Yes, India, looking at donkeys, eating from a tree and feeling excited – I am with you and in time, it seems, that you are with me.

May 27, 2019

Why I Keep My Horses Forever

Copper painting

I fall in love with most horses readily, even those that I don’t own personally. However, if I am to be truthful, I’ve actually owned a few horses that I didn’t love instantly or even after a period of time. And when I used to help people with their horses (otherwise known as a “training”), I have met some horses where I was challenged to feel any connection with them at all. When you can’t connect with a particular horse, I have found that they most definitely feel it. With these horses, I told myself that they had a powerful lesson for me and I was grateful to them to learn the lesson – this usually helped. Over time, however, the ease of connection has become greater as I feel a great desire to experience all that I can with and from these creatures.

I have sold only one horse (two, truth be told, as you will learn in a moment), and he is featured in the painting that I have posted. I ran across this painting recently in my mother’s bin of old artwork. This was a “first try” of a painting of a horse that I used to own, named Copper. I adored Copper and he adored me. I sold him back to his original owner, along with a mare that had been given to me that I spent very little time with. I re-homed him for reasons that made beautiful sense at the time, and still do. That story is for another post. I don’t regret that she has him because she continues to take glorious care of him, and she still gives me updates on him from time to time. Years later, however, I must say that I regret that I sent him out of my life. It broke my heart in ways that I would never have anticipated. Further, I re-homed him before I was deep into my new passion of Liberty, and frankly, he would have been a glorious video star for my lesson videos because he naturally showed what happens when a horse is very connected to a human. I was Copper’s favorite creature, I was his BFF. He preferred me over horses- – unusual in the equine species. We could have made beautiful Liberty music together. He is one of only two horses that I rode bareback and bride-less, this would have also been wonderful to explore and feature in my videos.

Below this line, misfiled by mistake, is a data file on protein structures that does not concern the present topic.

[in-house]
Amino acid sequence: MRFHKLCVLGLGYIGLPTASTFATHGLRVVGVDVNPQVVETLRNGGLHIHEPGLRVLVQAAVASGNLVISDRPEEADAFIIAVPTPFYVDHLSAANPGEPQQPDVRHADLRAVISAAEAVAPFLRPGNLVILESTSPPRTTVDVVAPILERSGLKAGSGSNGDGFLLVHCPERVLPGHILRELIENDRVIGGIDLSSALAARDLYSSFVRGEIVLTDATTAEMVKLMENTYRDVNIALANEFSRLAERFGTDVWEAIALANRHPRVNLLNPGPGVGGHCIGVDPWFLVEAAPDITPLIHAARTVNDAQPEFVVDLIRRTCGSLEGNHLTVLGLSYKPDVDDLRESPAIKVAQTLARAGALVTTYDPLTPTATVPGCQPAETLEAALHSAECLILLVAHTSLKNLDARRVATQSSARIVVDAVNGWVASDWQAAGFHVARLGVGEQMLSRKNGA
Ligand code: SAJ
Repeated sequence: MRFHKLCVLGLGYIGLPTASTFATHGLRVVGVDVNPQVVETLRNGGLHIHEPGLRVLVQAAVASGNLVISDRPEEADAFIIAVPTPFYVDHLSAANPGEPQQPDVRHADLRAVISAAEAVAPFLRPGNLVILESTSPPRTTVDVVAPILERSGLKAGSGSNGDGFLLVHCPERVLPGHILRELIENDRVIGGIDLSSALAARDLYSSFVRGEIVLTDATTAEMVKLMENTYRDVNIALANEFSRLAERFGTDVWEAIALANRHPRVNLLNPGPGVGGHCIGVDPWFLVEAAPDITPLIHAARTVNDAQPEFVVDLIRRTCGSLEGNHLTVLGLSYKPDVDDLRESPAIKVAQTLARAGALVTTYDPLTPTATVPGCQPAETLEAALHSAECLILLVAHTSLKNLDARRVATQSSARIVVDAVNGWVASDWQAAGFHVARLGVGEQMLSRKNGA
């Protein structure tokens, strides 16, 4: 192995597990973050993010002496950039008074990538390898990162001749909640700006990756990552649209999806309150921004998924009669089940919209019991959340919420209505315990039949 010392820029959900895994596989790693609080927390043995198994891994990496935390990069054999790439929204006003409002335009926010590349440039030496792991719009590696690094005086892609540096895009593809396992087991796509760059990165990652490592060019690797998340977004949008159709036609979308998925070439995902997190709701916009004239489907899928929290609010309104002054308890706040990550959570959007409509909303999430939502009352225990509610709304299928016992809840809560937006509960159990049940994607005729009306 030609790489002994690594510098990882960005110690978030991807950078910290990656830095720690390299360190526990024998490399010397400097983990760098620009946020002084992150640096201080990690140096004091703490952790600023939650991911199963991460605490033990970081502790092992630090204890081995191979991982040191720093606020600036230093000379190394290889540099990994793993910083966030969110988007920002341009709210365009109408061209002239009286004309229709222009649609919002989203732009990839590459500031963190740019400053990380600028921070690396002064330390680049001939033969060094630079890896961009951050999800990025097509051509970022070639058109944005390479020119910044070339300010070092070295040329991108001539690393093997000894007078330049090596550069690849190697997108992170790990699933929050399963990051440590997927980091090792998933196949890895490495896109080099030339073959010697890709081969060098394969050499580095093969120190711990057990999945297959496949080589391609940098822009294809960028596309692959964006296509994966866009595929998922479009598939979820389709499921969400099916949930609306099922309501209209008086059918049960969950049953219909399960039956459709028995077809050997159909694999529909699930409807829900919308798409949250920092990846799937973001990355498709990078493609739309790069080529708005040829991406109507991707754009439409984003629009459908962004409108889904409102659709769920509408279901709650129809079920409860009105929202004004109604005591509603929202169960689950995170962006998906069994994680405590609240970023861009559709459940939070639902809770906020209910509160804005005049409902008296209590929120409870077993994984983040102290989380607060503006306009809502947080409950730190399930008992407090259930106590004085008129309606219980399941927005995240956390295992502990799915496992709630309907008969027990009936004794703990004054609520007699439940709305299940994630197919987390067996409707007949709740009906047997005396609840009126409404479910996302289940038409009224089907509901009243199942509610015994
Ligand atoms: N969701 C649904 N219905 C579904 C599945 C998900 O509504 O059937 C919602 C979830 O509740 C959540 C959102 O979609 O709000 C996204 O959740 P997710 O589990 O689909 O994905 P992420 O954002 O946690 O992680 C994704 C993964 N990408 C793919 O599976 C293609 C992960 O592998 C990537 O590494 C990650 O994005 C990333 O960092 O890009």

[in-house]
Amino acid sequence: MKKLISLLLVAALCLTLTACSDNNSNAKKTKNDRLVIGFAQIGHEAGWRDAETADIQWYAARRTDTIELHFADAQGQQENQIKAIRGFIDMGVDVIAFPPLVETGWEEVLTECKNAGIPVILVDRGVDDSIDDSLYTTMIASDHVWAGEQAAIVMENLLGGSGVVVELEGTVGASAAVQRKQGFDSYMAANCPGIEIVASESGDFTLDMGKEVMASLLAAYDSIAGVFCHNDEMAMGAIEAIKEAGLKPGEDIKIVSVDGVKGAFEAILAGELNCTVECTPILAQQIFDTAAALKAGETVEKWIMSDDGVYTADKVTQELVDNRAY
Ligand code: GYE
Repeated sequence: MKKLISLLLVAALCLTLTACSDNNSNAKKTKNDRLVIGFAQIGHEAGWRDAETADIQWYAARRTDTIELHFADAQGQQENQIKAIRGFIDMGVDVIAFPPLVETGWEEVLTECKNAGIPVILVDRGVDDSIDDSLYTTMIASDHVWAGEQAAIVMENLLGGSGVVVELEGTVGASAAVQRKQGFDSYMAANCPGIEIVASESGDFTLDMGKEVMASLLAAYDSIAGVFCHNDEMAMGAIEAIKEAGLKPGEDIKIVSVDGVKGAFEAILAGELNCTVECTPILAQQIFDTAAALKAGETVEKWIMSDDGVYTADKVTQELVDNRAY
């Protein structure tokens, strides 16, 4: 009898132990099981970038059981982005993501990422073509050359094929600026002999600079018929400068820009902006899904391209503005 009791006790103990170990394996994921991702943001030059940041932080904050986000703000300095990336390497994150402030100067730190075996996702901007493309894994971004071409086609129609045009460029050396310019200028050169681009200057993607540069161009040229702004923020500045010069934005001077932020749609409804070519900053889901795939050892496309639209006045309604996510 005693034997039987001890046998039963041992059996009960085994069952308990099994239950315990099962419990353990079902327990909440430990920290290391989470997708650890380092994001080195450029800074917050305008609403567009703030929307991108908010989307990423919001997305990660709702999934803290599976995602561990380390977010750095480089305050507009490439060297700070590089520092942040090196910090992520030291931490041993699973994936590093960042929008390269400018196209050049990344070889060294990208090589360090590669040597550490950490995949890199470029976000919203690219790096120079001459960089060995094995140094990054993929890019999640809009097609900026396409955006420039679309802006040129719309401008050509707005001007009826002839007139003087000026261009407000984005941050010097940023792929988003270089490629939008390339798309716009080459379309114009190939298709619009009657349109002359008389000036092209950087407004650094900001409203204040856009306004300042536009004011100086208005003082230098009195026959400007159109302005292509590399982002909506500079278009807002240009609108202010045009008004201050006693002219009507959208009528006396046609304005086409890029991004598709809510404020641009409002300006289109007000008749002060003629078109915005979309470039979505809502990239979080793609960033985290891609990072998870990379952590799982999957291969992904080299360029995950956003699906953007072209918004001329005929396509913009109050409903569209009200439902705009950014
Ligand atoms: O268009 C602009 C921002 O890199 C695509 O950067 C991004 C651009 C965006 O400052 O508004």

When a horse enters my life now and I take responsibility for him or her, they never leave my life except through death. The heartbreak of losing Copper is a big reason for that. But it’s not the only reason.